New-look Camas aims to stay on top in tough league

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Camas players gather after an out against Woodland on March 11. The Papermakers have finished fourth place at the Class 4A state tournament in three of the past four seasons.


Camas senior Carrigan Foster.

6 The Columbian, Sunday, March 17, 2019

ne thing the Camas softball team has shown in recent years is consistency. The Papermakers have placed fourth in the Class 4A state tournament in three of the past four seasons. Will Camas make another state playoff run? If so, it will be with a focus on team togetherness. Without one dominant player, the Papermakers will all be counted on a little bit more. “There’s a lot of individuals, but they’re working really well on how to play as a team,” first-year coach Miranda Cervantes said. “That’s going to be

our focus this year, that camaraderie. We have a bunch of talented athletes, but if they can’t play well together, then they’re not going to do well.” A big reason for Camas’ recent success was Kennedy Ferguson, a two-time 4A Greater St. Helens League pitcher of the year who now plays for New Mexico. Ferguson’s impact can still be seen on this year’s senior class. Infielder Katie Hancock was well prepared to take over as one of the program’s guiding forces. “(Ferguson) taught our senior class how to be leaders and role models,” Hancock said. “We learned

what to do as seniors to help the underclassmen and keep the program strong.” That leadership starts with communication. “She made it so we know we can talk to our teammates,” Hancock said. “The seniors help the underclassmen.” There will be little time for small talk once the 4A Greater St. Helens League season arrives. Skyview, Battle Ground and Union all believe they can challenge Camas for the league title. Skyview returns plenty of talent. Junior infielder Mikelle Anthony earned first-team all-league honors her first two years.

Battle Ground might have the best battery in the league. Senior catcher Grace Stillman is a Western Oregon signee who supplies plenty of power at the plate. She will receive pitches from Jennifer Westrand, who earned first-team all-league honors last year as a sophomore. Union has an experienced squad led by senior catcher Kaelani Gamble, a first-team all-leaguer last year. The Titans also return key contributors in outfielder Lauren Cockrell and infielders Brianna Fehrer and Morgan Kron. Heritage is looking to build after going 2-10 in league play last season.

3A GSHL BASEBALL PLAYERS TO WATCH Ty Livingston Carter Monda * Jared Morser Blake Whitehead * Zeke Block Nick Laurenza * Tyler Runkle


Alan Merrill * Carter Morse *


Trevor Torpa Nate Lonner Andrew Gulliford * Garrett Moen * Isaiah Parker * Quinn Rooks Andrew Selden Caleb Jones Connor Smith




Evergreen catcher Blake Whitehead is the glue behind the plate

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STEVE DIPAOLA/for the Columbian

Mountain View infielder Andrew Gulliford.


vergreen’s baseball roster is comprised of 12 players, and none may be quite as important as the guy behind the plate. Blake Whitehead is the lone catcher on the depth chart entering a season where the roster is as low as it’s ever been in Evergreen coach Chad Burchett’s tenure. As the only catcher on the roster, Burchett posits that without Whitehead — a first-team all-3A Greater St. Helens League utility player as a junior — the Evergreen Plainsmen would be in big trouble. “If I lose him, I’m in a world of trouble,” Burchett said. Those expectations are perfectly fine for Whitehead. The to-himself, unassuming senior is behind the plate for his second season after popping around as a utility player. Does Whitehead, perhaps the player most directly effected by the lack of depth, see it as an issue? “No, not at all,” Whitehead said. Neither does Burchett. When Whitehead’s behind the plate, the longtime coach puts any worries aside. “He embodies what I like out of a player: a quiet, confident kid that just goes out and takes care of business,” Burchett said. “Doesn’t have to tell anybody how good he is or isn’t. He’s respectful, not a kid who talks crap to the other team.” Whitehead began to fill in at catcher last year, but was needed more in various other positions. But over the summer, to Burchett’s surprise, catcher is where he blossomed. Sure, the roster isn’t long.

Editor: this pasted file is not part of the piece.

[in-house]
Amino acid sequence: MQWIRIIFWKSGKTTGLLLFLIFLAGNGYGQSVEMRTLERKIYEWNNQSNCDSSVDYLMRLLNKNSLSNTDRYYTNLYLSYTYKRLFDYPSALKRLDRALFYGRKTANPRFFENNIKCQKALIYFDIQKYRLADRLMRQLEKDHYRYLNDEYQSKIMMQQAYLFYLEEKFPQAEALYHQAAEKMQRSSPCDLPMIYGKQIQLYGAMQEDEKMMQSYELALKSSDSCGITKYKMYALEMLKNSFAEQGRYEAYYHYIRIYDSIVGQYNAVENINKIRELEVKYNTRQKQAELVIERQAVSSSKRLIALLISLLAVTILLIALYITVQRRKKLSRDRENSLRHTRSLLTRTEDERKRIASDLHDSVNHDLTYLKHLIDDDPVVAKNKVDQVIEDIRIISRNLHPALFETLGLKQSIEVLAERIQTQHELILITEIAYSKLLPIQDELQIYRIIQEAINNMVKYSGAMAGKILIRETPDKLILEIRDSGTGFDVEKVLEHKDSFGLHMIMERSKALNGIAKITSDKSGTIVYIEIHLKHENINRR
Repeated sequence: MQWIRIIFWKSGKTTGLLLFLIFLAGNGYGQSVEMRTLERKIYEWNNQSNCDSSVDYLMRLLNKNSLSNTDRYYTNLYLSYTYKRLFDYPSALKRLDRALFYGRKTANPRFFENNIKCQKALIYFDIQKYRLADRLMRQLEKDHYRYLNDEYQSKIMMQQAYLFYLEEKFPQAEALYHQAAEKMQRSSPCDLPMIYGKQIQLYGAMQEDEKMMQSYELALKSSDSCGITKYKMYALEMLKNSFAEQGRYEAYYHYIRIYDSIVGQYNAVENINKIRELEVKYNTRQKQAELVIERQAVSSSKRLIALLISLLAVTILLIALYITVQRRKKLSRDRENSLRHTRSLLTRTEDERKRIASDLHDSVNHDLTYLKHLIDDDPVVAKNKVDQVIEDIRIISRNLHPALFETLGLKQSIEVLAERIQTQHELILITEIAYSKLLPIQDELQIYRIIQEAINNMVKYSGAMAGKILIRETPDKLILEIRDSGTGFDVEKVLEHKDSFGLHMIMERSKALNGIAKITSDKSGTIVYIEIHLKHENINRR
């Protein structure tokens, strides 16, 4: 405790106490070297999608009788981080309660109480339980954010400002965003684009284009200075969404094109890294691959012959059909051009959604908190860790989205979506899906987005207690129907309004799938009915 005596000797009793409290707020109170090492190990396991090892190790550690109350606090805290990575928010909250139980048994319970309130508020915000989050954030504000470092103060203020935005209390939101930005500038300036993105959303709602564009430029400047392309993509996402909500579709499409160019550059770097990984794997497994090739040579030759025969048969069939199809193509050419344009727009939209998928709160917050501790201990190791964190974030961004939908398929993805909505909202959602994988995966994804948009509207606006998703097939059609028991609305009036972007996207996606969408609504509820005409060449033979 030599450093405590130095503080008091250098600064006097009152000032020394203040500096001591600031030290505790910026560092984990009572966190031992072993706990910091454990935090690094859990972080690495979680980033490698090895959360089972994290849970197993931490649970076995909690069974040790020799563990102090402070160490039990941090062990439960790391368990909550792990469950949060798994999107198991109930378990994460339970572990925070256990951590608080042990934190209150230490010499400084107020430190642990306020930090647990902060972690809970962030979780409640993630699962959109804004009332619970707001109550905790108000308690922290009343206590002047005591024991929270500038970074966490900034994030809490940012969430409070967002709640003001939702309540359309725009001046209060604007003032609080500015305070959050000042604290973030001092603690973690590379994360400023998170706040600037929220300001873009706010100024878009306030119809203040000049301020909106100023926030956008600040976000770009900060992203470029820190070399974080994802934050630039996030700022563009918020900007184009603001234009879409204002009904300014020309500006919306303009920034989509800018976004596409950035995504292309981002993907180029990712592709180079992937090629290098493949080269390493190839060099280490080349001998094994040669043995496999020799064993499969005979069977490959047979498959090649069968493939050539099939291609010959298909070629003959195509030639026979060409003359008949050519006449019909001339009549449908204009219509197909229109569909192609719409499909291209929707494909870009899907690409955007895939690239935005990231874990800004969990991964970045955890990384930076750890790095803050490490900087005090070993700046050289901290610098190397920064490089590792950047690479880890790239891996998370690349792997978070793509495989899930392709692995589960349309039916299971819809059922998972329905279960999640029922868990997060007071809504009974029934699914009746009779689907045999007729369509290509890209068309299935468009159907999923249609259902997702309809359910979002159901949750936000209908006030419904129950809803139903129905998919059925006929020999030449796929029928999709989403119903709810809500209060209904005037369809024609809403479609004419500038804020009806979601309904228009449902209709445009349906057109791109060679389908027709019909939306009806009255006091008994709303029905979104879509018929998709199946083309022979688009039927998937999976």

ANDY BUHLER/The Columbian

Evergreen senior catcher Blake Whitehead, the glue guy on a small roster, winds up to throw a ball to coach Chad Burchett at Evergreen High School. But Whitehead believes the Plainsmen possess the talent to make some noise in what could figure to be a top-heavy league. With league MVP and one of the area’s top pitchers Tommy Snyder graduated, along with five seniors, that puts Evergreen right where Whitehead wants them: overlooked. “I think we’re underrated this year,” Whitehead said. He’s not setting any overly lofty goals for the team. The senior, rather, is set on taking the season one game at a time. And in his role, he’s taking one task at a time.

He worked on blocking. He honed in on his footwork. Mastered pitch calling. And, he says most importantly, learned how to be a leader amongst his teammates. If a player is overly upset, Whitehead is there to help them remain composed. “(I’m) keeping track of everything,” Whitehead says. But with his quiet demeanor, an average person passing by might not even notice everything Whitehead is doing. Particularly when the Plainsmen field junior Carter Monda, one of the area’s top returning players.

But other coaches certainly do. “Most people are like, ‘who’s that little guy? He’s a hell of a player,’ ” Burchett said. As Burchett recognizes, that success hinges on Whitehead staying healthy at one of the sport’s most physical positions. Perhaps a reason for that is it’s the nature of his position. Whitehead says catcher is more of a mental battle for him than a physical battle. “You’re focusing on other people as well as yourself,” Whitehead said. “You’re thinking ahead.”

The Columbian, Sunday, March 17, 2019


3A GSHL SOFTBALL Prairie outfielder Ashley Shelton finds her voice